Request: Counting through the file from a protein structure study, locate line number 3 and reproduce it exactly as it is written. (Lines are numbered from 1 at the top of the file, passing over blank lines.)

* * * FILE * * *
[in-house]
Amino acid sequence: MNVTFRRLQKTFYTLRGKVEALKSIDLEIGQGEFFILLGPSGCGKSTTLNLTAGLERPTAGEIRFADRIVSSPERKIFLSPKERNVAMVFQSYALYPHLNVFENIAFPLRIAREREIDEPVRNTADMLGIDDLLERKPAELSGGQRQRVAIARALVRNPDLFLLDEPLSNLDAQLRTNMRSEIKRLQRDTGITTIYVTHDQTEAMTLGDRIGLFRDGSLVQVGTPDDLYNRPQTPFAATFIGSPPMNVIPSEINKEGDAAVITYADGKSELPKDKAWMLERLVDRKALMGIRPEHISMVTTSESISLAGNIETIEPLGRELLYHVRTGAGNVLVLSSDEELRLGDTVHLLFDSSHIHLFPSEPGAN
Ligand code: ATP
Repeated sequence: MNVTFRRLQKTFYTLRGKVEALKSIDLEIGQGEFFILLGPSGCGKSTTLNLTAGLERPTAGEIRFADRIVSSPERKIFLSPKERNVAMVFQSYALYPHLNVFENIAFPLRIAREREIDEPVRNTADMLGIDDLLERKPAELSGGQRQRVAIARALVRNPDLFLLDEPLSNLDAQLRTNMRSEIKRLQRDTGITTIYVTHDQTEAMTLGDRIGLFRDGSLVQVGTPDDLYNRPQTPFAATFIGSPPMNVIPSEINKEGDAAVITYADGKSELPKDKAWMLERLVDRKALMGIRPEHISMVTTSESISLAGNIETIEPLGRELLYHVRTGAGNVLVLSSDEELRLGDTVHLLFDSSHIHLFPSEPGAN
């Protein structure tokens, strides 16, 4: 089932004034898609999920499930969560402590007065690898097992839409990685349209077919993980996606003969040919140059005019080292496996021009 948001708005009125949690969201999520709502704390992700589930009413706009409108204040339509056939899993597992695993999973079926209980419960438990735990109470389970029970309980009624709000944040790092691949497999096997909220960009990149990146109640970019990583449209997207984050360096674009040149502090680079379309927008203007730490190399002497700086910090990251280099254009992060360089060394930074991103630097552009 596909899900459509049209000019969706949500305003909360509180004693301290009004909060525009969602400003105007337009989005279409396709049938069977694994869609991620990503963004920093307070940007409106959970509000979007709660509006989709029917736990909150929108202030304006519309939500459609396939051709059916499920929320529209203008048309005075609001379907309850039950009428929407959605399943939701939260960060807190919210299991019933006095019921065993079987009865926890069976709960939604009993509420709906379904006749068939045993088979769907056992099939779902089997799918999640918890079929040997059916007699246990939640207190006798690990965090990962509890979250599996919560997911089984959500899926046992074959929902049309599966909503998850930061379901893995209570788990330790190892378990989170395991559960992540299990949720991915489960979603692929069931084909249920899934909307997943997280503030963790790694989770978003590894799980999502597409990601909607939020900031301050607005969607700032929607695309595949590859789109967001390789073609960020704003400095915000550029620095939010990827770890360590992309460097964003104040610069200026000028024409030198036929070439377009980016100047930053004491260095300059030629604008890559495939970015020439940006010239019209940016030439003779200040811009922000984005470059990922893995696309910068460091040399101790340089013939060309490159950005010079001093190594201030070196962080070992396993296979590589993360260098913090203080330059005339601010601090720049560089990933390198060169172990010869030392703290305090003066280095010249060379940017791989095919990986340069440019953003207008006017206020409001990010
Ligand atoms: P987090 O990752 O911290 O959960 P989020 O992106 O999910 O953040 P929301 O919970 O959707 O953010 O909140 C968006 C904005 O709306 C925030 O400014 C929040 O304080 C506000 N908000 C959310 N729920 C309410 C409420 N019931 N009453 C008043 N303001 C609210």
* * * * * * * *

Ligand code: ATP